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I have an exercise (from physics) where I am supposed to show

$$\sum_{k'<k_f} \frac{1}{|k-k'|^2} = C \left( \frac{1}{2} + \frac{1-(\frac{k}{k_f})^2}{4 \left( \frac{k}{k_f} \right) } ln |\frac{1 + \frac{k}{k_f} }{1-\frac{k}{k_f} }| \right)$$

by approximating this sum by an integral, unfortunately this notation is very sloppy. I guess the sum starts at $1$. I also noticed that this logarithm in this expression is just a the artanh function and this is nice, cause this is the antiderivative to $(artanh)'(x) = \frac{1}{1-x^2}.$ Now I was hoping that we can also make some sense out of the term $\frac{1-(\frac{k}{k_f})^2}{4 \left( \frac{k}{k_f} \right) }$ and try to understand how this could be related to the sum.

I know this question is ill-defined, but I would like to get a few ideas, how these two expressions could be related to each other?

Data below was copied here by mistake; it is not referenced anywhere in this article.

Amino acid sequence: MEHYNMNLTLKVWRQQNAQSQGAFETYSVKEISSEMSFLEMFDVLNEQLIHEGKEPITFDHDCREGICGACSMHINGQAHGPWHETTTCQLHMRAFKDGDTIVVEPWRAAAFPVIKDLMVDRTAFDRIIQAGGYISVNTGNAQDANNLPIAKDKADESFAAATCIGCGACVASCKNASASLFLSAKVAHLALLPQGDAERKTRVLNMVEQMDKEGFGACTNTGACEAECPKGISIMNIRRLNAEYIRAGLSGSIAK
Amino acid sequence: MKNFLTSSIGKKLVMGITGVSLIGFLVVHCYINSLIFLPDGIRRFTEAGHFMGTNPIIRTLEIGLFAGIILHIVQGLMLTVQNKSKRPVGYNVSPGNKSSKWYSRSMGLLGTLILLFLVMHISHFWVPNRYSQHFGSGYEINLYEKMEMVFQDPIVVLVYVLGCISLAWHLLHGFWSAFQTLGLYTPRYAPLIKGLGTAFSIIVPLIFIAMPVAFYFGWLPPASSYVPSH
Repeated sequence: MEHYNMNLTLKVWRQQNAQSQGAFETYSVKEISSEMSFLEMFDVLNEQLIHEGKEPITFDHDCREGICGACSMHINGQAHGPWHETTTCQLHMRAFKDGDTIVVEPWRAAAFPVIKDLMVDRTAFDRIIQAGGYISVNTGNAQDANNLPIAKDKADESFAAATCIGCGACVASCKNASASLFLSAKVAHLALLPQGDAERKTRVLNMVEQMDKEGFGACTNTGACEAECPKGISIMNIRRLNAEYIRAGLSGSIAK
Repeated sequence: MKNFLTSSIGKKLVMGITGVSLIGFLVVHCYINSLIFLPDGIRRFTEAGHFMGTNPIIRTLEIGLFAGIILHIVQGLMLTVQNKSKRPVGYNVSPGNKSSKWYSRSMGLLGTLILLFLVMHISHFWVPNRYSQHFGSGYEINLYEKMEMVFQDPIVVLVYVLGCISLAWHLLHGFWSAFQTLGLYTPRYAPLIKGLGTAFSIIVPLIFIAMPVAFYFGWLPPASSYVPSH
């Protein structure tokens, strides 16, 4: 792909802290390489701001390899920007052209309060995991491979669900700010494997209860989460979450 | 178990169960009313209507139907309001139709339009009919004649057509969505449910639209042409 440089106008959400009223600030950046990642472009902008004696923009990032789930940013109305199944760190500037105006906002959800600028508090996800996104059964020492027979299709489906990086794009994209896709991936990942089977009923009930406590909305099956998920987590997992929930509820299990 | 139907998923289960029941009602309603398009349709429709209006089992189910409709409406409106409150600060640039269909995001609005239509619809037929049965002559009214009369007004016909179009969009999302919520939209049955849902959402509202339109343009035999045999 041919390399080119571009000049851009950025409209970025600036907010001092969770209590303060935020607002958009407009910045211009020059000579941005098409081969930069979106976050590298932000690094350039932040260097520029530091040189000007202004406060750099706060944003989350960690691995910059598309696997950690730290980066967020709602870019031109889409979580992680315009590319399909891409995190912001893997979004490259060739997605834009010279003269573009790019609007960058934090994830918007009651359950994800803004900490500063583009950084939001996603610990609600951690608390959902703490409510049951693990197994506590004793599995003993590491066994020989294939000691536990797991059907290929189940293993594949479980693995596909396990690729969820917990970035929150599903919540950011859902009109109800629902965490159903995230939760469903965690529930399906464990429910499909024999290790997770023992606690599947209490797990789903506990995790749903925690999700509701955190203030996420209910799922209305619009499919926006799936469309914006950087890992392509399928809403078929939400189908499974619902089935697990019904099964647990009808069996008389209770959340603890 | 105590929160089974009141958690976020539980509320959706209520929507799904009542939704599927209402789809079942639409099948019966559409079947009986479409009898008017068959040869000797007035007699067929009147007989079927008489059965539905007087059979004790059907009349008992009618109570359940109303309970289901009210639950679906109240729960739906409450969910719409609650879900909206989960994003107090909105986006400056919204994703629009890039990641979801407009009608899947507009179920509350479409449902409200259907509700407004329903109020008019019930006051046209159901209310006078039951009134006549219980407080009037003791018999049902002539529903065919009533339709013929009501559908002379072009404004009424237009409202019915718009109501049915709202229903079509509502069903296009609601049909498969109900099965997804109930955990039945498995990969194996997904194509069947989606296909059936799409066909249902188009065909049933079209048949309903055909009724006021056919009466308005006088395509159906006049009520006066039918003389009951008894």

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  • $\begingroup$ sorry, typo in the question $\endgroup$ – user159356 Nov 6 '14 at 18:55
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This may or may not help, but it's at least some thought/direction. Notice that $$ \frac{1}{|\, k-k'\,|^2} = \frac{1}{k_f^2} \frac{1}{\big| \frac{k}{k_f} - \frac{k'}{k_f}\big|^2} $$ and so $$ \sum_k\sum_{k'} \frac{1}{|\, k-k'\,|^2} = \sum_k \frac{1}{k_f} \Big(\sum_{k'} \frac{1}{k_f} \frac{1}{\big| \frac{k}{k_f} - \frac{k'}{k_f}\big|^2}\Big) =:\sum_k \Delta y \Big[ \sum_{k'} \Delta x \Big( \frac{1}{|\,x_k - y_k\,|^2} \Big)\Big] \\ \sim \iint \frac{1}{|x-y|^2} \,dxdy $$ where the bounds on the integral will depend on what $k,k'<k_f$ actually mean. According to WolframAlpha $$ \iint \frac{1}{|x-y|^2} \,dxdy = (x-y)\log(x-y) - x +\text{constant} $$

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